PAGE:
The Presidency has expressed its disappointment with UN Rapporteur Report of violence in Nigeria which it said was silent on intra-group, inter-group and community violence.
The preliminary Statement released by the UN Special Rapporteur Agnes Callamard at the end of her 12-day mission to Nigeria read “Nigeria is a pressure cooker of internal conflicts and generalised violence that must be addressed urgently, with issues like poverty and climate change adding to the crisis. The overall situation that I encountered in Nigeria gives rise to extreme concern.”
However the Senior Special Assistant to the President on Media and Publicity Garba Shehu, condemned the report and also stated that Benue, Taraba, Cross River States and other parts of the country had casualties and displaced persons as a result of intra-group, inter-group and community violence.
Admitting that violence between farmers and herders which has a long history in Nigeria spiked in recent years, the Presidency said peace has returned to affected areas due to the effectiveness with which the Federal and State authorities responded.
“We are saddened that the rapporteur did not address intra-ethnic conflicts and cattle rustling as key elements in herder/farmer conflicts. In Benue State for instance, the Tiv/Jukun conflict and kidnapping is a major problem. We are glad that local communities have fully realized this, and scholars with a strong motivation for peace and stability in their communities and the nation are trying to address the problem.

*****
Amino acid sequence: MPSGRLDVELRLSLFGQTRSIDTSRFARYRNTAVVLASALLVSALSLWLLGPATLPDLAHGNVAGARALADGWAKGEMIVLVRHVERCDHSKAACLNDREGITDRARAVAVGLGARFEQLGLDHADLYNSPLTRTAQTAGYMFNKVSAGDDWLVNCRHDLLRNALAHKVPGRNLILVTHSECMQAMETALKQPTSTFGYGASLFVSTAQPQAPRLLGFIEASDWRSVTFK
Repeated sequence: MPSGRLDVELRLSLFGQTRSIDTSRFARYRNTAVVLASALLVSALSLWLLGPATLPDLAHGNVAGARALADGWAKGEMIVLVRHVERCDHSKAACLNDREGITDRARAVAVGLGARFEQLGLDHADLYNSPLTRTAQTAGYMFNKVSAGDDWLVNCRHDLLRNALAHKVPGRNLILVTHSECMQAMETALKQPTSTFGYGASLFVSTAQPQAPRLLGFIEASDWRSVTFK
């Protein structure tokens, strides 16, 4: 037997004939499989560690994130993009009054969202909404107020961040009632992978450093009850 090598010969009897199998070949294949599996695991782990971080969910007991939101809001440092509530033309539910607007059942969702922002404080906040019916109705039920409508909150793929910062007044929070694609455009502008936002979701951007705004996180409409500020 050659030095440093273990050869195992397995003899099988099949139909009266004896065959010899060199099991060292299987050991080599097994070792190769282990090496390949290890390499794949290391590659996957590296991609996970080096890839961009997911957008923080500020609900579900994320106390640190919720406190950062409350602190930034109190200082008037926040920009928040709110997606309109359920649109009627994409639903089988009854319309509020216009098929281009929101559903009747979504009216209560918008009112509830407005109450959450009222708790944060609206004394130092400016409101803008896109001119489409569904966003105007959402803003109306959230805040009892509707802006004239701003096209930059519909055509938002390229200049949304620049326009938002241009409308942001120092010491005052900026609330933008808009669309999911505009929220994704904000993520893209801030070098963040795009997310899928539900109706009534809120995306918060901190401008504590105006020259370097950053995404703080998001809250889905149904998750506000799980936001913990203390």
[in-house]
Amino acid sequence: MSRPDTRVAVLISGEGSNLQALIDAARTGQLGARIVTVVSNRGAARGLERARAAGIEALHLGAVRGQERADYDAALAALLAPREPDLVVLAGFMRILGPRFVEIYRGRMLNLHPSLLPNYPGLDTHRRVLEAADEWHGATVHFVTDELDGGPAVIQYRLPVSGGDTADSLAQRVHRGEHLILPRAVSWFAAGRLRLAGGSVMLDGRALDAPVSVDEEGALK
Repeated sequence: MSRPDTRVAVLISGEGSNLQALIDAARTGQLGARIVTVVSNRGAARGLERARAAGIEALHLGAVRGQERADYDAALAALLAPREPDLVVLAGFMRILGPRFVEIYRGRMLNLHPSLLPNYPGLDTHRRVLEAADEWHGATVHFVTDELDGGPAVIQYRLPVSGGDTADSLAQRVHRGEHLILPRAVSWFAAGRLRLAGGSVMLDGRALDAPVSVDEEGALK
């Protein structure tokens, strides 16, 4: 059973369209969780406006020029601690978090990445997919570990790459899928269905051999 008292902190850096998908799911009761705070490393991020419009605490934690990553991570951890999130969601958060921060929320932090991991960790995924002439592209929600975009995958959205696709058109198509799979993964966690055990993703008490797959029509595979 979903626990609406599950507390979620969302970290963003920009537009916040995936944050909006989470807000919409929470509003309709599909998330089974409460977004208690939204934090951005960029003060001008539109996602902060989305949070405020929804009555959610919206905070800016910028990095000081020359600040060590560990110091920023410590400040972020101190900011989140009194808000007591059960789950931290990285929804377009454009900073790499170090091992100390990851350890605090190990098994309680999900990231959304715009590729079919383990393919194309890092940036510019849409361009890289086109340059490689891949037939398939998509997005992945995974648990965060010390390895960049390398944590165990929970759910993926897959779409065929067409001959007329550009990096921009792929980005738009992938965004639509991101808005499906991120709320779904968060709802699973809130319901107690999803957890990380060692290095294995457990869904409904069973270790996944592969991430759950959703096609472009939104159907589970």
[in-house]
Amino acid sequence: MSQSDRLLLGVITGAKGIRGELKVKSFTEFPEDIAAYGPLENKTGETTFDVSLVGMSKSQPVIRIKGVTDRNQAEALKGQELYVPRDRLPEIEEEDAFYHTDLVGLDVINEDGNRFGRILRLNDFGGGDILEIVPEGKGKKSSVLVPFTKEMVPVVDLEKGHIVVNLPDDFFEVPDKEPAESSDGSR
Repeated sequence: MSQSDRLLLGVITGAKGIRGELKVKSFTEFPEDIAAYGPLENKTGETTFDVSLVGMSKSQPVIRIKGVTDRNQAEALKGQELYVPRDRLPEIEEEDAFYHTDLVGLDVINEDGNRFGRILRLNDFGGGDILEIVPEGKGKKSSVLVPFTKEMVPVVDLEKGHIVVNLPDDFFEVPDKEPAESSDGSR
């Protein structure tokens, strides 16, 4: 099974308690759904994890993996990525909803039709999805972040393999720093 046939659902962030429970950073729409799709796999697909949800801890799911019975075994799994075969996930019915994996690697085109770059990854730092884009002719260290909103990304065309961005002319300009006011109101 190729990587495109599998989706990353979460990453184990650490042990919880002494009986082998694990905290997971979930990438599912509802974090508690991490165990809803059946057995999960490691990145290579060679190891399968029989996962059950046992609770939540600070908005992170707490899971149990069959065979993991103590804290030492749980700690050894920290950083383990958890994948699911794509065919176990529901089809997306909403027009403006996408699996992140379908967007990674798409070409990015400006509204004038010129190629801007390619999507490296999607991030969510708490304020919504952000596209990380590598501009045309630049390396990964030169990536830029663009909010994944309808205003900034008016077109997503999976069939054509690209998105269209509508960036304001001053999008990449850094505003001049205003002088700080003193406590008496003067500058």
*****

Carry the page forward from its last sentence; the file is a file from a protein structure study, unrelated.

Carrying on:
“Ignoring the salient issues will not help to solve the problem. If you are going to address violence and the general insecurity in Nigeria, incidents everywhere should be part of the narrative. Not addressing this might make it easier to blame the Federal Government, but national peace and security is community based and a collective responsibility.
“Arrests, prosecution and locking people up are only small parts of National Security and Safety strategy,” Mr Shehu said.
The Presidency also said the work of a US scholar of Tiv extraction, Professor Dick Adzenge deserved special mention for attempting to get aspects of violence addressed. It also argued that arrests, prosecution and locking people up were only small parts of national security and safety strategy.
“Professor Adzenge and a few others like him are working with young people, traditional rulers and communities to seek peaceful resolution of conflicts and encourage peaceful co-existence.
“The sort of effort we are talking about here has so far revealed interesting facts about the problem in Benue State that cannot be ignored.
“And it is the sort of support we seek from the UN rapporteur in reporting, not the report that scratches the surface of the subject then ends up blaming the government under the able leadership of President Muhammadu Buhari. The UN representative needs to be truthful and even-handed in her assignment,” he said.